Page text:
Yemen's president agrees to 72-hour ceasefire

UN Special Envoy Ismail Ould Cheikh Ahmed said the cessation of hostilities would begin on Wednesday night and could be renewed after the initial three-day period.

Photo by: AP
Photo by: AP

Children play amid the rubble of a house destroyed by a Saudi-led airstrike in Sanaa, Yemen.

Updated Oct 18, 2016

A 72-hour ceasefire in Yemen is due to start on Wednesday night, the UN envoy for Yemen said on Monday after he received commitments from all of the country's warring factions.

Ismail Ould Cheikh Ahmed said the cessation of hostilities would begin at 2359 local time (2059 GMT) on Wednesday and could be renewed after the initial three-day period, the United Nations said in statement.

"The Special Envoy welcomes the restoration of the Cessation of Hostilities, which will spare the Yemeni people further bloodshed and will allow for the expanded delivery of humanitarian assistance," the statement said.

Earlier on Monday, Yemeni Foreign Minister Abdel-Malek al-Mekhlafi said on his official Twitter feed that President Abd-Rabbu Mansour Hadi had agreed to a 72-hour ceasefire with the possibility of it being extended.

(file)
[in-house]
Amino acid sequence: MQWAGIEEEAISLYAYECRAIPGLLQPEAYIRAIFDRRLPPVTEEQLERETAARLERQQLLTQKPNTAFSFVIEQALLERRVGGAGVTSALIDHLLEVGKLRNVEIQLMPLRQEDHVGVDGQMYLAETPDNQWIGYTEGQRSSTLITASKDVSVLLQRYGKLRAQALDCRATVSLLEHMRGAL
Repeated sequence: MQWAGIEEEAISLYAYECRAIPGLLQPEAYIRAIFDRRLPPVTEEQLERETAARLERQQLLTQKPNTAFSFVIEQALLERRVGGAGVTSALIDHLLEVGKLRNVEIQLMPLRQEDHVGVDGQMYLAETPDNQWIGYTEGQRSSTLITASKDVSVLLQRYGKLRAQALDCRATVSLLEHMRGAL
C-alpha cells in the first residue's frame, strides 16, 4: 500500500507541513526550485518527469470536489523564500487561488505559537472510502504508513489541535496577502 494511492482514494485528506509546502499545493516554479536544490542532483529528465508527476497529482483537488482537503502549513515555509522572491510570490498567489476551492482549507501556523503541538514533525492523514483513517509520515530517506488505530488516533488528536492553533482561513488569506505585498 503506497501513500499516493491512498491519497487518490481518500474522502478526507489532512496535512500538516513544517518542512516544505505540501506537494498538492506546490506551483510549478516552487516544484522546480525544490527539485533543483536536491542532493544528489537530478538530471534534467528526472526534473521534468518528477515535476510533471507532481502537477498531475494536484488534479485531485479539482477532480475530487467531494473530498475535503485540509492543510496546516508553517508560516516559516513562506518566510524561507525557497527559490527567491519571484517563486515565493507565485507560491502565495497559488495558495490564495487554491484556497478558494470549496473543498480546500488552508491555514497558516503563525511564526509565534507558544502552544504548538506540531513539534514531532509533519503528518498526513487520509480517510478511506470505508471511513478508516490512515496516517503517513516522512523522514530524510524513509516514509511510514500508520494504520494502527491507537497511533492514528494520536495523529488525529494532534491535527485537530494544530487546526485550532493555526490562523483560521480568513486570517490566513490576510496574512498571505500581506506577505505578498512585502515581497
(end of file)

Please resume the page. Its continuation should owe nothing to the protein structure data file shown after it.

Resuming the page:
The De-escalation and Coordination Committee (DCC) is the United Nations-backed military commission responsible for overseeing ceasefires in Yemen.

Yemen's information minister tweeted that Hadi would meet with Ahmed to determine a start date for the truce.

Hadi's exiled government has been requesting humanitarian access for Taiz, a divided city largely encircled by the Houthi rebels who overran Yemen's capital Sanaa in 2014.

Government forces maintain control of only one of four access routes.

The Iranian-aligned Houthis and their allies, forces loyal to former president Ali Abdullah Saleh, hold most of Yemen's northern half, while forces loyal to the Saudi-backed Hadi share control of the rest of the country with local tribes.

A hole is seen during a visit by human rights activists to a community hall that was struck by an airstrike during a funeral on October 8, in Sanaa, Yemen, October 16, 2016

Saudi Foreign Minister Adel al-Jubeir said on Monday that Saudi Arabia was prepared to accept a ceasefire if the Houthis agreed to one, but that he was sceptical about peace efforts after previous ceasefire attempts had failed.

Saudi Arabia and several Gulf Arab allies have carried out air strikes and deployed troops in Yemen in support of Hadi's government since March 2015.

Some 10,000 people, including 3,800 civilians, have been killed in the conflict, according to UN estimates.